I feel you might have your own agenda here because narrowing down the subject means your simply looking for something to agree with or to make a point with. I mean lets get real here. The last 10 years is the same as hte last 100 years and embassies are the same as downtown Chicago.
  8. Aug 13, 2005 #7
    Well, if everyone wasn't afraid of terrorism then there wouldn't be widespread panic. If everybody is paranoid about it, then many people are afraid of it and there is widespread panic. How moral is it to kill over 100,000 people in an effort to stomp out terrorism? How much of an economic impact is there from spending hundreds of billions towards this effort?

    I don't know what it's caused by. People freaking out? people going insane? what do you think?

    Most of the time I'm in a specific mode of thought.
  9. Aug 13, 2005 #8


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    So are you saying that if everyone wasn't afraid of AIDS, it would cease to exist? The rest of what you say is just rhetoric.
  10. Aug 13, 2005 #9
    no, thats not the same thing.

    AIDS is a syndrome caused by a virus. the equivalent connection would be:
    everyone wouldn't have AIDS if HIV would cease to exist.

    Terrorism is caused by fear is it not? hence the root word "terror"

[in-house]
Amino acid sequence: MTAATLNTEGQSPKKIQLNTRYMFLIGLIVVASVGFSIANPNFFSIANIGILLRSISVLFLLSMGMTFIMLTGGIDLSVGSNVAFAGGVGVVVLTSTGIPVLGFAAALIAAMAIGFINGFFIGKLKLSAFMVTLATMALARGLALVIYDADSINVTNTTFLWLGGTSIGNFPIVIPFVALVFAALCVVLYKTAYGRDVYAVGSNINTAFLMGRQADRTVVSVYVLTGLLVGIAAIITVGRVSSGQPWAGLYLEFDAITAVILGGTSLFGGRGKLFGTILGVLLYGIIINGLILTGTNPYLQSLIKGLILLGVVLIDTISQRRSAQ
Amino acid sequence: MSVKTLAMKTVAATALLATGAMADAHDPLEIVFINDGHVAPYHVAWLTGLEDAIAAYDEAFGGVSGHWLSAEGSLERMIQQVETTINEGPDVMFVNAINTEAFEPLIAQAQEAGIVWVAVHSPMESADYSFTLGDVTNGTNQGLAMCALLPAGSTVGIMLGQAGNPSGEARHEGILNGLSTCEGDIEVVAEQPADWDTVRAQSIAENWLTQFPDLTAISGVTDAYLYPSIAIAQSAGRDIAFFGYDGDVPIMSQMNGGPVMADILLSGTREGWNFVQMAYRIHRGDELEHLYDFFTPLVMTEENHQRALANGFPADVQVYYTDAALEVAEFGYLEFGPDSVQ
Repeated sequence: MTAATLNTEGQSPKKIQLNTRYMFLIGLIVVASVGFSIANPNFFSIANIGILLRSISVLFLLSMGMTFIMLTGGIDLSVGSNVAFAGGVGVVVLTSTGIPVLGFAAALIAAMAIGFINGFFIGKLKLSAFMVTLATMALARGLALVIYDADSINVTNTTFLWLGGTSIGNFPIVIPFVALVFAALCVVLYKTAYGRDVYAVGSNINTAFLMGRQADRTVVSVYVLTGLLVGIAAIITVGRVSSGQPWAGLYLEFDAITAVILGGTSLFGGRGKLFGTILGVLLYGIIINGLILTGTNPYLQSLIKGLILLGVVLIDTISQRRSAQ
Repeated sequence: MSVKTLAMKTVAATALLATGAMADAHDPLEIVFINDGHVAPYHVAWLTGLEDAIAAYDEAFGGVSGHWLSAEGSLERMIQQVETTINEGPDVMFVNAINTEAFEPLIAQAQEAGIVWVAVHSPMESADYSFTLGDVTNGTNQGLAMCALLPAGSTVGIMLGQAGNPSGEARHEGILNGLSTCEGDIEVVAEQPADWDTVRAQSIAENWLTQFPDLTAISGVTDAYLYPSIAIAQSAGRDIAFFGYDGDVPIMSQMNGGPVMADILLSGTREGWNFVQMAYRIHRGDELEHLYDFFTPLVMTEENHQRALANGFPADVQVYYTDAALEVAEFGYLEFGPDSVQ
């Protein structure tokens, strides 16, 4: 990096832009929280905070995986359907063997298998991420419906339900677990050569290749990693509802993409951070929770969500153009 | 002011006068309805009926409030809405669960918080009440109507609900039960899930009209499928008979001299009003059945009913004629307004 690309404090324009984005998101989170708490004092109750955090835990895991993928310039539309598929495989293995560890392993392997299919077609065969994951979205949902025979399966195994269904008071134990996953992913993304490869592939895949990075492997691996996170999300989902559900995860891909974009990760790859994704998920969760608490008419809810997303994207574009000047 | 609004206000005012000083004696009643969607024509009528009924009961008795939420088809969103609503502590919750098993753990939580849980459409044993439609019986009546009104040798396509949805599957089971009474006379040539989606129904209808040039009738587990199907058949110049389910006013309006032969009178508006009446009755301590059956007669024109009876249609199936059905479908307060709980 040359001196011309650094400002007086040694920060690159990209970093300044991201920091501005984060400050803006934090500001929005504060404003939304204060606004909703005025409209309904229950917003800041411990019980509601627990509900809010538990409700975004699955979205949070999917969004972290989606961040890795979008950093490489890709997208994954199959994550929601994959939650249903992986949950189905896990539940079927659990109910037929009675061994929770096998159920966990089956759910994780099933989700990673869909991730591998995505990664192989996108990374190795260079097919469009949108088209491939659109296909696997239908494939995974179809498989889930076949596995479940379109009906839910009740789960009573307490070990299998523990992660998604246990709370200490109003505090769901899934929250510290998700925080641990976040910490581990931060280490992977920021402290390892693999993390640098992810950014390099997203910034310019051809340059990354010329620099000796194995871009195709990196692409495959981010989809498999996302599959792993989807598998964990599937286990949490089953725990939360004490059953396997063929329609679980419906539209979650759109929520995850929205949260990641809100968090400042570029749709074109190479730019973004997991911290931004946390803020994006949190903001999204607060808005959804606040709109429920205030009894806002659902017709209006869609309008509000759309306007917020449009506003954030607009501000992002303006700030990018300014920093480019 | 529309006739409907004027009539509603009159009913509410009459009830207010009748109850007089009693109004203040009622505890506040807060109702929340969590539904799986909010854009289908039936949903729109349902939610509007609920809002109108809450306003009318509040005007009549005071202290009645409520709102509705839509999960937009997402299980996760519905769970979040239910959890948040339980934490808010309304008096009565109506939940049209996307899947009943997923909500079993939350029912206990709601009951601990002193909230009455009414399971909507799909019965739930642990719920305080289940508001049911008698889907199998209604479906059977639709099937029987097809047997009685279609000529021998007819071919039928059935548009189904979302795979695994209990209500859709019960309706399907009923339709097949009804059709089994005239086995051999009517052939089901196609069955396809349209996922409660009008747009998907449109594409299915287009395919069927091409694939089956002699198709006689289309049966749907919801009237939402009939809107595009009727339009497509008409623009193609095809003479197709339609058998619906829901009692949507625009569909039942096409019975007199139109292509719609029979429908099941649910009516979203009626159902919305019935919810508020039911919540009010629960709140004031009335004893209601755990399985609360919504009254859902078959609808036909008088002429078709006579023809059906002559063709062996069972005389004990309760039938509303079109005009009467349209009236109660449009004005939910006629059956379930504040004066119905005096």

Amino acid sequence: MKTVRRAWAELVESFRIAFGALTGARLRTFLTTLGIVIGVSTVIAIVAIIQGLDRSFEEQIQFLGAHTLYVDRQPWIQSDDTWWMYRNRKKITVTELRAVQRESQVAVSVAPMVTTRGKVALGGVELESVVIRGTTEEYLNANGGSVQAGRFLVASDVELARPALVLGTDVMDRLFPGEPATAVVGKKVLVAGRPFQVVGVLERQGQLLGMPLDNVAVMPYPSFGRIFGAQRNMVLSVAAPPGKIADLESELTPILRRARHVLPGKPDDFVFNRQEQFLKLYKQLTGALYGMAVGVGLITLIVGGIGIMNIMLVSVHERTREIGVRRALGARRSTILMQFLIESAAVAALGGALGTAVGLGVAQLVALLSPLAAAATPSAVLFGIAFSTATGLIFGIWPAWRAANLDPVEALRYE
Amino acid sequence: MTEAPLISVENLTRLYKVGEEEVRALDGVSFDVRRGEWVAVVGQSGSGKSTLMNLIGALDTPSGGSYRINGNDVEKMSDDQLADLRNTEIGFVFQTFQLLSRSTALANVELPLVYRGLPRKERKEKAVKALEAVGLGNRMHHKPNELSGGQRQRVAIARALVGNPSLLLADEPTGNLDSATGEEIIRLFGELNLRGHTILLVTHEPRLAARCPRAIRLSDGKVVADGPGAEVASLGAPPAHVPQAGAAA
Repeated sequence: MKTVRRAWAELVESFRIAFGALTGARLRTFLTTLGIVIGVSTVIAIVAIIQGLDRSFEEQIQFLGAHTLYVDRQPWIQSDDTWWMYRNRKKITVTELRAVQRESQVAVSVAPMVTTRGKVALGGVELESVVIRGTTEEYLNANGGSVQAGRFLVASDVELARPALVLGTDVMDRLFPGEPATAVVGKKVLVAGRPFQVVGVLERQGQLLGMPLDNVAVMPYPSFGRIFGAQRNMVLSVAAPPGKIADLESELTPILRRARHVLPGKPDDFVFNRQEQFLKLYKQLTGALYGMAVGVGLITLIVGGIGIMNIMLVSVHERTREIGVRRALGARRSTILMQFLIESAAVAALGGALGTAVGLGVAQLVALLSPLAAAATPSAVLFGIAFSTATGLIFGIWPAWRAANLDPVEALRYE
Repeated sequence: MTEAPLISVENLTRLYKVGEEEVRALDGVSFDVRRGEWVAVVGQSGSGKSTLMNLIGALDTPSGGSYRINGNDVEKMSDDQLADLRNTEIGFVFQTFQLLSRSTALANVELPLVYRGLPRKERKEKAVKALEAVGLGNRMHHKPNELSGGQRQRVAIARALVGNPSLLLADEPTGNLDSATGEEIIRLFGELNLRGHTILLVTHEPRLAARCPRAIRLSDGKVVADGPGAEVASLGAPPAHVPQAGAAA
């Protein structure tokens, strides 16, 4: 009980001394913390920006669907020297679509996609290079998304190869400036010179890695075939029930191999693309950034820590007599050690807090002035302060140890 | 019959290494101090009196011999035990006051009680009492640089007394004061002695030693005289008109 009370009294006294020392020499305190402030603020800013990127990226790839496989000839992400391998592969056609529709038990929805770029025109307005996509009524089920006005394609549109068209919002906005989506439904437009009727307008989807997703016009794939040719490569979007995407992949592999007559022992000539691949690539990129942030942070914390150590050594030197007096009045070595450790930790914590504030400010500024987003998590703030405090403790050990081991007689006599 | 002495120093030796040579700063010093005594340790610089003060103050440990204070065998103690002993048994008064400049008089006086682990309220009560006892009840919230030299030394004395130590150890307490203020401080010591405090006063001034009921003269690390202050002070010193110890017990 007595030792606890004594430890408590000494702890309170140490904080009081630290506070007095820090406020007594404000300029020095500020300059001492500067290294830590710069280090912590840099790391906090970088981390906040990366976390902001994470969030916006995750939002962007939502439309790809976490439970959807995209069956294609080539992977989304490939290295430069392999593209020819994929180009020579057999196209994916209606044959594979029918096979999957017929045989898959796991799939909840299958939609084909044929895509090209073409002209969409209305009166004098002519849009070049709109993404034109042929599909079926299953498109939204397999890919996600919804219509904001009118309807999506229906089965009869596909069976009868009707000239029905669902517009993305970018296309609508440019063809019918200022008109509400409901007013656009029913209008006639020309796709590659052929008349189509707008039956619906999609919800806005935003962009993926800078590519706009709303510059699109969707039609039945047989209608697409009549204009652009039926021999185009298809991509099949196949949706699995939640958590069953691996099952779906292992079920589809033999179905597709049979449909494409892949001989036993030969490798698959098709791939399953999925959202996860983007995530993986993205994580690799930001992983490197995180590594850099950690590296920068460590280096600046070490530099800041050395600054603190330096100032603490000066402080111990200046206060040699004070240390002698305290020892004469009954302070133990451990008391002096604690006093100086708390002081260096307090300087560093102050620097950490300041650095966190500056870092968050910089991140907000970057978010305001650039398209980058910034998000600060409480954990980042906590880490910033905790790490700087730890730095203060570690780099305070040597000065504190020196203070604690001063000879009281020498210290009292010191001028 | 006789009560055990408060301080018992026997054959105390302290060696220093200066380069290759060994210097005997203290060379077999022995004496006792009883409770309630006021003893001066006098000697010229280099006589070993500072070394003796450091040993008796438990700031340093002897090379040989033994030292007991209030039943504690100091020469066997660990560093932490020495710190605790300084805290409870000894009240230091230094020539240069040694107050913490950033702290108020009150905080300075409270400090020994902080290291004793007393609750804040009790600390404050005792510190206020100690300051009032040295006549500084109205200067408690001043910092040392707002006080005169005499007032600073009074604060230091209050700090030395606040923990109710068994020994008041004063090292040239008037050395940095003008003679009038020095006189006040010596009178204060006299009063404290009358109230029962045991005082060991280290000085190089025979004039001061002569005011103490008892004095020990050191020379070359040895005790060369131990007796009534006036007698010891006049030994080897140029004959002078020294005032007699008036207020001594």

ok, well it's not fully caused by fear. It's meant to convey fear into the enemy. Whould desire to make someone fearful would still exist even if the people weren't afraid of your antics? well I guess you've got a point. At least I've helped show that terrorism can't be stomped out.
    Last edited: Aug 13, 2005
  11. Aug 13, 2005 #10
    terrorism is an effect caused by many things. Some of them could be hatred, the desire to feel powerful, jealousy, envy, selfishness... what else?
  12. Aug 13, 2005 #11


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    Fear is caused by terrorism, you have it backwards. You dont fear say, Al Qaeda and THEN have them make a tower fall down. You fear them after they do it. Their actions create fear in the general public. The basis of people arguing that terrorism is only terrorism if you fear them is in general, a false basis. If we chose not to fear a terrorist, then these actions are now only correctly described as acts of war. Without the resulting fear, you simply reduce it down to gangland violence and what do you do with gangs? You find them, you arrest them or kill them if need-be.

    Whether or not we can define it as terrorism, we must still fight it and we must protect ourselves against it and make the public aware that it exists
  13. Aug 13, 2005 #12
    What just happened? I read a whole post by Pengwuino, and I entirely agreed with it! :eek:
  14. Aug 13, 2005 #13
    The point of this thread is to find out wheather or not American citizens are in any significate danger from terrorism to the point where a war against terror is warented. Attacks on military forces in foreign lands doesn't count in this discussion because military forces are intentially putting themselves in harms way.

    What? That's like asking if someone in Idaho is afraid of being attacked by Iraqi insurgents. If I'm not on the frigate or in the navy, then no, it's not that frightening.

    Because events lets say in 1941, during WWII don't really apply today. Do you think Nazi's sinking American supply ships has anything to do with today's world?

    I'm trying to build some statistics on [Islamic] terror attacks that have happened in the recent pass so I can see if the war on terror is justified. Is America in any real danger!